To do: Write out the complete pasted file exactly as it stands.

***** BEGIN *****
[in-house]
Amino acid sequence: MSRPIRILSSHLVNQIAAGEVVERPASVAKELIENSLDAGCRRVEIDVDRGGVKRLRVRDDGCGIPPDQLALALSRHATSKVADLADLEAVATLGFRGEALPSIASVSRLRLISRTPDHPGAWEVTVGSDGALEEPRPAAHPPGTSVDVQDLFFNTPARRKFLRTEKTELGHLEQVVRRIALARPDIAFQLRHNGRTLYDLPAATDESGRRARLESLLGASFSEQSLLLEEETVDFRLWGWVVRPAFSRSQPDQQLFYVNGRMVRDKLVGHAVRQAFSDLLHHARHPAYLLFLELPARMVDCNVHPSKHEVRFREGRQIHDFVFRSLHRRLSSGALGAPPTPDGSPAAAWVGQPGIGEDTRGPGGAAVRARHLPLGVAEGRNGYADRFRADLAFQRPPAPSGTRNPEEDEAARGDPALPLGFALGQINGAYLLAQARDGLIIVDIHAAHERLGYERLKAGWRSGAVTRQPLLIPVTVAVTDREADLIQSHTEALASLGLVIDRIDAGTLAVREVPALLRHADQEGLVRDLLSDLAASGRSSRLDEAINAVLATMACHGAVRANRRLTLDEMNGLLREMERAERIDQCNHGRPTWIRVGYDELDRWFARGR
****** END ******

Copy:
[in-house]
Amino acid sequence: MSRPIRILSSHLVNQIAAGEVVERPASVAKELIENSLDAGCRRVEIDVDRGGVKRLRVRDDGCGIPPDQLALALSRHATSKVADLADLEAVATLGFRGEALPSIASVSRLRLISRTPDHPGAWEVTVGSDGALEEPRPAAHPPGTSVDVQDLFFNTPARRKFLRTEKTELGHLEQVVRRIALARPDIAFQLRHNGRTLYDLPAATDESGRRARLESLLGASFSEQSLLLEEETVDFRLWGWVVRPAFSRSQPDQQLFYVNGRMVRDKLVGHAVRQAFSDLLHHARHPAYLLFLELPARMVDCNVHPSKHEVRFREGRQIHDFVFRSLHRRLSSGALGAPPTPDGSPAAAWVGQPGIGEDTRGPGGAAVRARHLPLGVAEGRNGYADRFRADLAFQRPPAPSGTRNPEEDEAARGDPALPLGFALGQINGAYLLAQARDGLIIVDIHAAHERLGYERLKAGWRSGAVTRQPLLIPVTVAVTDREADLIQSHTEALASLGLVIDRIDAGTLAVREVPALLRHADQEGLVRDLLSDLAASGRSSRLDEAINAVLATMACHGAVRANRRLTLDEMNGLLREMERAERIDQCNHGRPTWIRVGYDELDRWFARGR